Doug

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I learned the hard way that OEM fork seals are the only ones to use for low stiction and long life. I have had long seal life on conventional forks but you do need good wipers or gators. I've always been suspect of seal life on USDs because the seals are more exposed but so far so good, maybe it is the guards on USDs.

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you can go with the 2x4 or one of these...http://www.rockymountainatvmc.com/productDetail.do?navType=type&webTypeId=307&navTitle=Trailer+Accessories&webCatId=31&prodFamilyId=9521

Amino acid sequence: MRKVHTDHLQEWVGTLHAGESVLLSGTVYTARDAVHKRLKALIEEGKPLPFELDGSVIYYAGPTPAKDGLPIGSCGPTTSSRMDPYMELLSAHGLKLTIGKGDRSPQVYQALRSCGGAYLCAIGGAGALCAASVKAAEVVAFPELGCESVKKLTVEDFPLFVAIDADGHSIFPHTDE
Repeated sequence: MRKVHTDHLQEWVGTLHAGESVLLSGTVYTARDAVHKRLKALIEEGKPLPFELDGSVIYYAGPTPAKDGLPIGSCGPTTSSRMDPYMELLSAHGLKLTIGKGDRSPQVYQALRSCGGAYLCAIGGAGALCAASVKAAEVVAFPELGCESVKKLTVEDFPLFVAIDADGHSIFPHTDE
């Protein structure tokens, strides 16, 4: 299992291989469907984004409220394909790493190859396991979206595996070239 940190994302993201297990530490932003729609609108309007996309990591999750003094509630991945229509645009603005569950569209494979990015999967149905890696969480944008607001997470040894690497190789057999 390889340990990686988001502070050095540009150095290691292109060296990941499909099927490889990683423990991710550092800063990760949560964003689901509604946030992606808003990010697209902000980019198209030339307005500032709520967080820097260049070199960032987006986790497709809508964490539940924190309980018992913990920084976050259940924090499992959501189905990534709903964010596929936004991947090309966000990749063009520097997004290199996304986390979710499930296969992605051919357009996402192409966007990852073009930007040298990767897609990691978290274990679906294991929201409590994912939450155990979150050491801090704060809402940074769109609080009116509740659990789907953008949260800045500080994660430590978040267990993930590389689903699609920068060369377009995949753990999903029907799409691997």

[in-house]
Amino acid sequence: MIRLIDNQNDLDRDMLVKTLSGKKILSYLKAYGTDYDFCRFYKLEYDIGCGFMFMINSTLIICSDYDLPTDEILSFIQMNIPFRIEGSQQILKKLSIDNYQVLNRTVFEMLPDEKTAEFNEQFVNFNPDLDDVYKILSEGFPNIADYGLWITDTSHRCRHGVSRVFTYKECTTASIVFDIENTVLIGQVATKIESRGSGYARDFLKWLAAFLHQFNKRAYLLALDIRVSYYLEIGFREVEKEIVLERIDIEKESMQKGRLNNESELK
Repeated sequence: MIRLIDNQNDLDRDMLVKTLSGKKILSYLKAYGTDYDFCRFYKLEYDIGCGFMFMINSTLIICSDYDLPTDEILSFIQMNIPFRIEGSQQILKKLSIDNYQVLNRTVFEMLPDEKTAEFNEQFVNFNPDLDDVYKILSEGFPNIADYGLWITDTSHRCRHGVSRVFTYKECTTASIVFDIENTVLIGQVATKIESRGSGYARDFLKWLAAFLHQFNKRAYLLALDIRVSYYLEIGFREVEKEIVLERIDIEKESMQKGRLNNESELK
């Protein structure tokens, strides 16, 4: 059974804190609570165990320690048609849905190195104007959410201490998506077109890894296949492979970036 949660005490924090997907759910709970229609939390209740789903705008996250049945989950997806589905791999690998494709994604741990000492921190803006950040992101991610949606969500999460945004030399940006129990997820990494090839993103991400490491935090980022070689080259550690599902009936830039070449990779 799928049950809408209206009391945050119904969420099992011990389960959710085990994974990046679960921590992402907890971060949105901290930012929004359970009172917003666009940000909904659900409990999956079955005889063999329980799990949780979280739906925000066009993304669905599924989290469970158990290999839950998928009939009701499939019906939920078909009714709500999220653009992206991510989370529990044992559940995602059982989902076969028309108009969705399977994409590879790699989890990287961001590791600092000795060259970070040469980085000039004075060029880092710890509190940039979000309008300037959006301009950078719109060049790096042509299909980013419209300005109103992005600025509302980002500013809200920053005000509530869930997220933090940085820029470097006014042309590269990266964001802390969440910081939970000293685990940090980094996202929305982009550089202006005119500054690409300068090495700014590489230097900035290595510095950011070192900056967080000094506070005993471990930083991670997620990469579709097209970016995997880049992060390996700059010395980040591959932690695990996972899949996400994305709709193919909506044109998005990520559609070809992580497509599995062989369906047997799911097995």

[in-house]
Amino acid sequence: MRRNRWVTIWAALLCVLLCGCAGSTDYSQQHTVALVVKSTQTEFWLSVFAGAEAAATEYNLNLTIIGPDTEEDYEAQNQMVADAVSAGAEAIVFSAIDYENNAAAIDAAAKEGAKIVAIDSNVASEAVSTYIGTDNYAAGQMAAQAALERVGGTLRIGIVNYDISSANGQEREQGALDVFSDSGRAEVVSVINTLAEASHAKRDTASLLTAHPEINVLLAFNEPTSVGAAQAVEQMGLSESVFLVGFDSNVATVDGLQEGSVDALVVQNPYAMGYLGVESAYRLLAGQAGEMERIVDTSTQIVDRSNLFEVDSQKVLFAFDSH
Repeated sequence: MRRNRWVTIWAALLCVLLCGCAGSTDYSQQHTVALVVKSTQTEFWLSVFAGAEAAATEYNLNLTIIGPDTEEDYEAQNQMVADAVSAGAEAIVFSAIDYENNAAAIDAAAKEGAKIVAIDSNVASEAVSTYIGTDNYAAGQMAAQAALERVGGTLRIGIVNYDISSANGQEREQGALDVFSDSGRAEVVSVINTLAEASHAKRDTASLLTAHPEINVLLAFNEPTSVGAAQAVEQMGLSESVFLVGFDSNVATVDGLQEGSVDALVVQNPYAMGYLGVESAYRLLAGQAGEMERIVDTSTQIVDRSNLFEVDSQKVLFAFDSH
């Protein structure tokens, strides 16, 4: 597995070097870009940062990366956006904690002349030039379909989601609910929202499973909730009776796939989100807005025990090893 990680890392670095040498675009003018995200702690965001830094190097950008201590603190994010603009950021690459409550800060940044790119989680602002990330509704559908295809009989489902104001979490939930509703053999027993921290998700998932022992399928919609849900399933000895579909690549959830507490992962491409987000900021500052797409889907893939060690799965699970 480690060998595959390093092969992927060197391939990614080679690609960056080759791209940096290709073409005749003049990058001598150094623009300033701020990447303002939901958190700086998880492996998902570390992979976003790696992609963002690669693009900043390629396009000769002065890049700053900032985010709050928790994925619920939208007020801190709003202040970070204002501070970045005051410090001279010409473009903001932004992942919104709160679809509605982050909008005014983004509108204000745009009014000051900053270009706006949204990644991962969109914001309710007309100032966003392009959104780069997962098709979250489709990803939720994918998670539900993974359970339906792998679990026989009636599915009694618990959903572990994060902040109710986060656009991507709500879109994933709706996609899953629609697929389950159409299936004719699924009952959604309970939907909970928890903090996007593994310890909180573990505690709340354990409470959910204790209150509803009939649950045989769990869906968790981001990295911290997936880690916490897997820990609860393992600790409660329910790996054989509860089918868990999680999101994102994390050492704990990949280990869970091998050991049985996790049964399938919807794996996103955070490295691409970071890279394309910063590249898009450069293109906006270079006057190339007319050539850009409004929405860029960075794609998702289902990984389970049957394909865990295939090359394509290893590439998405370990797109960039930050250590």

it's not so much for the fork seals but more for not allowing the suspension to compress while hitting bumps which could cause slack and the who knows what other kind of trouble might happen after that...just like the other guys said.

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  • 3 weeks later...

one thing to add...i just picked up a set of these

http://www.rockymountainatvmc.com/productDetail.do;jsessionid=531DD3D2E72E1D4BD5177A50B9F1C8C3.westring1?webCatId=21&webTypeId=135&navTitle=TrailerAccessories&navType=type&prodFamilyId=24481&stockId=196868

they are awesome, since they loop around the bars there's no chance of them coming "unhooked" like on the old style straps i was using.

good investment for transporting the bike and not having to worry about it unhooking.